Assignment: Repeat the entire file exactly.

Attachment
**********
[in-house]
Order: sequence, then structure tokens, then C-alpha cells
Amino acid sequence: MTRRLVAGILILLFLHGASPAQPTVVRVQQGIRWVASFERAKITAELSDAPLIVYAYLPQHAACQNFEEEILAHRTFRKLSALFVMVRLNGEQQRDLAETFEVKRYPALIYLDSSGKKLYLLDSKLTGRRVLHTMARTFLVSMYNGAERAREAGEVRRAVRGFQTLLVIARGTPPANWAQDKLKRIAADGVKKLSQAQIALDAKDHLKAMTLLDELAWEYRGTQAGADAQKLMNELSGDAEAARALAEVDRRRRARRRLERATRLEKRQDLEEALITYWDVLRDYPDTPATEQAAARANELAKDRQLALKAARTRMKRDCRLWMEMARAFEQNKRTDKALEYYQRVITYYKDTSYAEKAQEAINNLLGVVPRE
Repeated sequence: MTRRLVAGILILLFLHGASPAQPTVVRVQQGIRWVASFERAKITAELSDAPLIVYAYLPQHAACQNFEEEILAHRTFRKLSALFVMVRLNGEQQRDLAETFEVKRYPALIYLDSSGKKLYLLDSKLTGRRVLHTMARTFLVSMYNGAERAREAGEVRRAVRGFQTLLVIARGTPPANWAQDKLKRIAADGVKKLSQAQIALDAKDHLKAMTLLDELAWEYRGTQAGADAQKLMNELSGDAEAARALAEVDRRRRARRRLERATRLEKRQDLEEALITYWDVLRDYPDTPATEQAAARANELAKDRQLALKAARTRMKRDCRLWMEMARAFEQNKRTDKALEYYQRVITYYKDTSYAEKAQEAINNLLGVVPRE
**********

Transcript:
[in-house]
Order: sequence, then structure tokens, then C-alpha cells
Amino acid sequence: MTRRLVAGILILLFLHGASPAQPTVVRVQQGIRWVASFERAKITAELSDAPLIVYAYLPQHAACQNFEEEILAHRTFRKLSALFVMVRLNGEQQRDLAETFEVKRYPALIYLDSSGKKLYLLDSKLTGRRVLHTMARTFLVSMYNGAERAREAGEVRRAVRGFQTLLVIARGTPPANWAQDKLKRIAADGVKKLSQAQIALDAKDHLKAMTLLDELAWEYRGTQAGADAQKLMNELSGDAEAARALAEVDRRRRARRRLERATRLEKRQDLEEALITYWDVLRDYPDTPATEQAAARANELAKDRQLALKAARTRMKRDCRLWMEMARAFEQNKRTDKALEYYQRVITYYKDTSYAEKAQEAINNLLGVVPRE
Repeated sequence: MTRRLVAGILILLFLHGASPAQPTVVRVQQGIRWVASFERAKITAELSDAPLIVYAYLPQHAACQNFEEEILAHRTFRKLSALFVMVRLNGEQQRDLAETFEVKRYPALIYLDSSGKKLYLLDSKLTGRRVLHTMARTFLVSMYNGAERAREAGEVRRAVRGFQTLLVIARGTPPANWAQDKLKRIAADGVKKLSQAQIALDAKDHLKAMTLLDELAWEYRGTQAGADAQKLMNELSGDAEAARALAEVDRRRRARRRLERATRLEKRQDLEEALITYWDVLRDYPDTPATEQAAARANELAKDRQLALKAARTRMKRDCRLWMEMARAFEQNKRTDKALEYYQRVITYYKDTSYAEKAQEAINNLLGVVPRE